February 14, 2013
Happy Valentine’s Day, Collage readers! I’ll be brief. I just wanted to pass along this cool find—a print by artist and designer Jacqueline Schmidt. In a style that smacks of scientific illustration, Schmidt depicts 12 species that, generally, remain loyal to a single mate over the course of a lifetime.
With gray wolves (#1, in the diagram), couples pair off Sadie-Hawkins style. The female determines her mate. The alpha female and alpha male are the only pair to breed, from January to March each year, in a pack of wolves, and they keep things monogamous. Meadow voles (#6) are quite loyal. The rodents make the most of their short lives; a female lives less than a year, on average, but starts breeding with a single mate about 28 days into life. Males are sexually mature by 35 days. Termites (#7) have been found to use a “honeymoon” period to welcome other suitors to the log, but they ultimately settle down with one partner. Sandhill cranes (#12) also form until-death-do-us-part bonds. A male and female perform unison calls to solidify their relationship; then, leading up to mating, there is an elaborate dance ritual. Both cranes take care of the nest.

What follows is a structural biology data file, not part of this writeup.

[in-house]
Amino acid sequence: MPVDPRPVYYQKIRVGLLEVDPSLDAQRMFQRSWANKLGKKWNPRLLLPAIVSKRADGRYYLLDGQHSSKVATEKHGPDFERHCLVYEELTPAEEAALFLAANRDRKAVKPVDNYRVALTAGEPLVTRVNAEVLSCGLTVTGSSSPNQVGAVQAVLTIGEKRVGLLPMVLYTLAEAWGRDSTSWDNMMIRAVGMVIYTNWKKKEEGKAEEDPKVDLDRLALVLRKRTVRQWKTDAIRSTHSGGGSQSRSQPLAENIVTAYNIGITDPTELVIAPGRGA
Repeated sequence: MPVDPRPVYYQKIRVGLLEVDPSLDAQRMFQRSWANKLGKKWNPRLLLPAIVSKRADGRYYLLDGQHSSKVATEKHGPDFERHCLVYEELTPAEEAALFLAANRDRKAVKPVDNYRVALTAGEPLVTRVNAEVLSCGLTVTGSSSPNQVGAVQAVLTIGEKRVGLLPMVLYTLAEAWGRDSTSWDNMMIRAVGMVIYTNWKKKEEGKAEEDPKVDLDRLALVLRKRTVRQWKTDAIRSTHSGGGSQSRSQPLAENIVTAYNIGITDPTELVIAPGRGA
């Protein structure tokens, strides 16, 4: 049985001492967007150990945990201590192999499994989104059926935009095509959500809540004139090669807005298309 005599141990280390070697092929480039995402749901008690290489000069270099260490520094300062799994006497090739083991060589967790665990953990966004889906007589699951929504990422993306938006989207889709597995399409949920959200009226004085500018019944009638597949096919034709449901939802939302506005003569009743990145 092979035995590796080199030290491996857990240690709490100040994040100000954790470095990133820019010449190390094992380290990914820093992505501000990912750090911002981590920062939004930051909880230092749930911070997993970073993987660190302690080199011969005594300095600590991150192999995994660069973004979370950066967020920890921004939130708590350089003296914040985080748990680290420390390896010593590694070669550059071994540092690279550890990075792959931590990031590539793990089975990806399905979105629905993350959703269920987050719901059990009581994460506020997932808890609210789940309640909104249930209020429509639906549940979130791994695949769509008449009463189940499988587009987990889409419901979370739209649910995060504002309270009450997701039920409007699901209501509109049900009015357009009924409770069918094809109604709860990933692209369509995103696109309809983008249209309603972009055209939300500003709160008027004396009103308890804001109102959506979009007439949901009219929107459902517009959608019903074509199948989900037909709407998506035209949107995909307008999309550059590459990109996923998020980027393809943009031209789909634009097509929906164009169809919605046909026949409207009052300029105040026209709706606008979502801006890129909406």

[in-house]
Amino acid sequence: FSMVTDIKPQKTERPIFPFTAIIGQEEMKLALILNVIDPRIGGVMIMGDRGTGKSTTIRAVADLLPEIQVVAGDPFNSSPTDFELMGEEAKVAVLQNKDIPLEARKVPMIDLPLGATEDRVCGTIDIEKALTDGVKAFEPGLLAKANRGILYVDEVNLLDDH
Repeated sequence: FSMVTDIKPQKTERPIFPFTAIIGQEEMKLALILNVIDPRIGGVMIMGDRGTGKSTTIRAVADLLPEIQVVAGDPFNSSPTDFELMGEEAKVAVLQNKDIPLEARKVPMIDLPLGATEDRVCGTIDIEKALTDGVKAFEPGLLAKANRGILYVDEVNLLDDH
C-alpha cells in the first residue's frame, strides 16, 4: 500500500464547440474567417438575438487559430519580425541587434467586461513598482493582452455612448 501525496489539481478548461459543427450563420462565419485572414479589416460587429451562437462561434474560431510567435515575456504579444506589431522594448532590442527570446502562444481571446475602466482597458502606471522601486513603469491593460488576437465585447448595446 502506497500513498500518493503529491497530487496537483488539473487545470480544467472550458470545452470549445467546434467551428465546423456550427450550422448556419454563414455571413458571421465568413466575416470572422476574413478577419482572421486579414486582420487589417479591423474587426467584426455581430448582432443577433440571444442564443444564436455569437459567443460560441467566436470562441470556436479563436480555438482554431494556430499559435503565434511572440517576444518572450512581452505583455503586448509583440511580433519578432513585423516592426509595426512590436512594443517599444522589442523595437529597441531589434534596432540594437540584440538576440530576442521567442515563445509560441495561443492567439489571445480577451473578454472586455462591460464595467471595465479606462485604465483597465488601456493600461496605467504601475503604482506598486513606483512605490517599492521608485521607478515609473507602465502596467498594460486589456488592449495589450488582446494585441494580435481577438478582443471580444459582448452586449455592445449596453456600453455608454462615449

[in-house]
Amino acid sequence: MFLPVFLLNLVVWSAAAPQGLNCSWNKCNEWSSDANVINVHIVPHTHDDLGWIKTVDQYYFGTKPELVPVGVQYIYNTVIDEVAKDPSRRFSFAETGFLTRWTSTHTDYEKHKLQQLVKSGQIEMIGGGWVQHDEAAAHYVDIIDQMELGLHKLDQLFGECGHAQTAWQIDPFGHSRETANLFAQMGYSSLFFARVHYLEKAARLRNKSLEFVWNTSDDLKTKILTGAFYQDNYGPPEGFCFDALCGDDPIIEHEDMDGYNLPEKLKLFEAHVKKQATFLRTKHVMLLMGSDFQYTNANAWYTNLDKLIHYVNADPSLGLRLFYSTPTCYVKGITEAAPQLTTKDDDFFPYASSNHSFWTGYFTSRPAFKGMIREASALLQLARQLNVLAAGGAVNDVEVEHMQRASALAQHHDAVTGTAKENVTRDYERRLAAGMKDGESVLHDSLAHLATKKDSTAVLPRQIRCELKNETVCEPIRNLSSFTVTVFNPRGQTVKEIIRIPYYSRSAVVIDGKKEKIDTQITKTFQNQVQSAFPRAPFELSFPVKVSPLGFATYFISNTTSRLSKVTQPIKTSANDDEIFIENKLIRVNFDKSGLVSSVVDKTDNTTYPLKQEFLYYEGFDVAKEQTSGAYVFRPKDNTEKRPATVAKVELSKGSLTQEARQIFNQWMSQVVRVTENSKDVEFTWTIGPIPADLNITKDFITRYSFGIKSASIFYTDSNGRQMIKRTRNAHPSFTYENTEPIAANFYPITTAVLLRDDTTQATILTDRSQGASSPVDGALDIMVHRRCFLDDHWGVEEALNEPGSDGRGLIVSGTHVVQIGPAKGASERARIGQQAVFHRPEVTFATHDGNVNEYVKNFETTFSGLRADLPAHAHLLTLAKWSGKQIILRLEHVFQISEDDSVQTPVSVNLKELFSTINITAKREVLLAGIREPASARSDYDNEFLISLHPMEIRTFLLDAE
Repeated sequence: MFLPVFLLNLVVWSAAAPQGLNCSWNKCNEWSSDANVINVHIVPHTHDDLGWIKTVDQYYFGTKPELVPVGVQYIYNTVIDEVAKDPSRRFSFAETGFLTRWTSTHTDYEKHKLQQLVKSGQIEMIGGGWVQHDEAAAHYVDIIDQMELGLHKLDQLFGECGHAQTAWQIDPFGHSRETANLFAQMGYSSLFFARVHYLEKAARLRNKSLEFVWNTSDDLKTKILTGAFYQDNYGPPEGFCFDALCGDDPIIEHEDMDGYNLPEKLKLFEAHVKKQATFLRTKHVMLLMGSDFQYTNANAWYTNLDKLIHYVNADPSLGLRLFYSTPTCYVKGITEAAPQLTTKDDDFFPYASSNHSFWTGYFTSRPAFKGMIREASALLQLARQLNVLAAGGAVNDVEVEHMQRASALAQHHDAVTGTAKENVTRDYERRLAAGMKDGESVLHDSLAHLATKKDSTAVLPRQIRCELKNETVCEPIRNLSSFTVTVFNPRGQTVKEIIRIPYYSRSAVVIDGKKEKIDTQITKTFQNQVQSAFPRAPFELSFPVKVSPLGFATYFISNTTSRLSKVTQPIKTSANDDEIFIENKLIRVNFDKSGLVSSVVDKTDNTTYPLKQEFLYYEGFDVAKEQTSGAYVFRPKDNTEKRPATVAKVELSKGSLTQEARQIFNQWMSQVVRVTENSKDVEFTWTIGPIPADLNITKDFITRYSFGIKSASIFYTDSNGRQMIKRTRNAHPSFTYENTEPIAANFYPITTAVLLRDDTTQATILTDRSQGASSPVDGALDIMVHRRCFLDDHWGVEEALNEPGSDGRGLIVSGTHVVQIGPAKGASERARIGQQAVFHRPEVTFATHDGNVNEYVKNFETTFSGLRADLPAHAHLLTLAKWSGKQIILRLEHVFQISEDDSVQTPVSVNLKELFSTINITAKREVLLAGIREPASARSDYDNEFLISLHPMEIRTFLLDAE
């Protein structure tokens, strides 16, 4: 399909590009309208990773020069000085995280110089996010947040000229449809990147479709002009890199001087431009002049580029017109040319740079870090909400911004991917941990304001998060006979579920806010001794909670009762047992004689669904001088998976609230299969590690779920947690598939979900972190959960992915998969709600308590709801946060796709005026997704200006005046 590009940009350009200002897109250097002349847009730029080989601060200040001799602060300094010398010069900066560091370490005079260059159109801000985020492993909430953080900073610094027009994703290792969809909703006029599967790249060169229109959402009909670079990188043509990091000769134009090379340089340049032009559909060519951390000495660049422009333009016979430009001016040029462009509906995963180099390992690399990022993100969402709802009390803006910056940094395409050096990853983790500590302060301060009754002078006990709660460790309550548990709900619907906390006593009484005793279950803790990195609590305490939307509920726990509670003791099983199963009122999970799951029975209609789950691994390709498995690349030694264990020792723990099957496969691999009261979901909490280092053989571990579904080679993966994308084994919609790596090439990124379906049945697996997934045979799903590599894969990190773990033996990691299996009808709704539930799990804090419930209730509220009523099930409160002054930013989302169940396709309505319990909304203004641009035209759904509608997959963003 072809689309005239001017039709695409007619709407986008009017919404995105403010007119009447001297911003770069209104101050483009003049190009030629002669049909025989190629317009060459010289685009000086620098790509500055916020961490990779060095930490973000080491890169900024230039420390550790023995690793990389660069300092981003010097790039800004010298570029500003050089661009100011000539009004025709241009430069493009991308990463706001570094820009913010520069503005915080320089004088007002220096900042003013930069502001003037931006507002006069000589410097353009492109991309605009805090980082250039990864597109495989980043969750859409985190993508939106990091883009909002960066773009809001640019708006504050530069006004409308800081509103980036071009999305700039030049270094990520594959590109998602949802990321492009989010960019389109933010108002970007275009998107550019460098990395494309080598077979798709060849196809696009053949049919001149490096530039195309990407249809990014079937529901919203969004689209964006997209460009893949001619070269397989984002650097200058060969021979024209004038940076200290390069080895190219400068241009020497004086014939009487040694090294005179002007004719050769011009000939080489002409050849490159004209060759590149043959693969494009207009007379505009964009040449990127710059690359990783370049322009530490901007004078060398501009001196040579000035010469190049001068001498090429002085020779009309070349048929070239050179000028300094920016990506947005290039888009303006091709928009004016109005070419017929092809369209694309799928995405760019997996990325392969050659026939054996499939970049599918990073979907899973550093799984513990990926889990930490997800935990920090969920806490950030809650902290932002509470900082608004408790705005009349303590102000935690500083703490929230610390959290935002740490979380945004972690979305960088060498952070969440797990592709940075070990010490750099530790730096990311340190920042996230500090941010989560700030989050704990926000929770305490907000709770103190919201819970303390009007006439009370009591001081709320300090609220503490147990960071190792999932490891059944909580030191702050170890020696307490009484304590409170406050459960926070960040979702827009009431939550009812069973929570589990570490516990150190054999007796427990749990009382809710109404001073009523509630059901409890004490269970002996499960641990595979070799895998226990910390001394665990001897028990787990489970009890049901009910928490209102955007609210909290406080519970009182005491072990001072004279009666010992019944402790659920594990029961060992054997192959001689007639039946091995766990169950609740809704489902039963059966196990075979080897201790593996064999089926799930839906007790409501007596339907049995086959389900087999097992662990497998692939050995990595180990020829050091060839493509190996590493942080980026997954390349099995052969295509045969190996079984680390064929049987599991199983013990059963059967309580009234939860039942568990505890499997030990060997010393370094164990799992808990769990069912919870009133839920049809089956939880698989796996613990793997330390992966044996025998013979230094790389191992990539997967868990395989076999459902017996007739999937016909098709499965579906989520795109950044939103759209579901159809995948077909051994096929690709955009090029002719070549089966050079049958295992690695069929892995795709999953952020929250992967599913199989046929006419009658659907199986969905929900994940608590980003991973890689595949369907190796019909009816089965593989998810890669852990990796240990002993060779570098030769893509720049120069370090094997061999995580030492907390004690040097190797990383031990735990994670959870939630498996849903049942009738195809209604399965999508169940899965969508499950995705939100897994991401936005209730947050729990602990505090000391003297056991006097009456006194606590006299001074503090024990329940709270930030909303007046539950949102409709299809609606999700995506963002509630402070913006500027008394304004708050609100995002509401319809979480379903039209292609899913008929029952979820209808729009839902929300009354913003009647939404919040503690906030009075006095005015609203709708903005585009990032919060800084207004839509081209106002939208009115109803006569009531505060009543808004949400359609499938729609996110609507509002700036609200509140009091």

As the founder of Screech Owl Design, Schmidt is known for taking on natural subjects and delivering calendars, t-shirts, stationary and posters in an urban-chic kind of way. “This ability was first shaped by childhood migrations between New York City, where she was born and raised, and her Catskills summer home,” says Schmidt’s Web site. This particular print, made of 100 percent recycled paper, is titled “Mates for Life.”
Sign up for our free email newsletter and receive the best stories from Smithsonian.com each week.
No Comments »
No comments yet.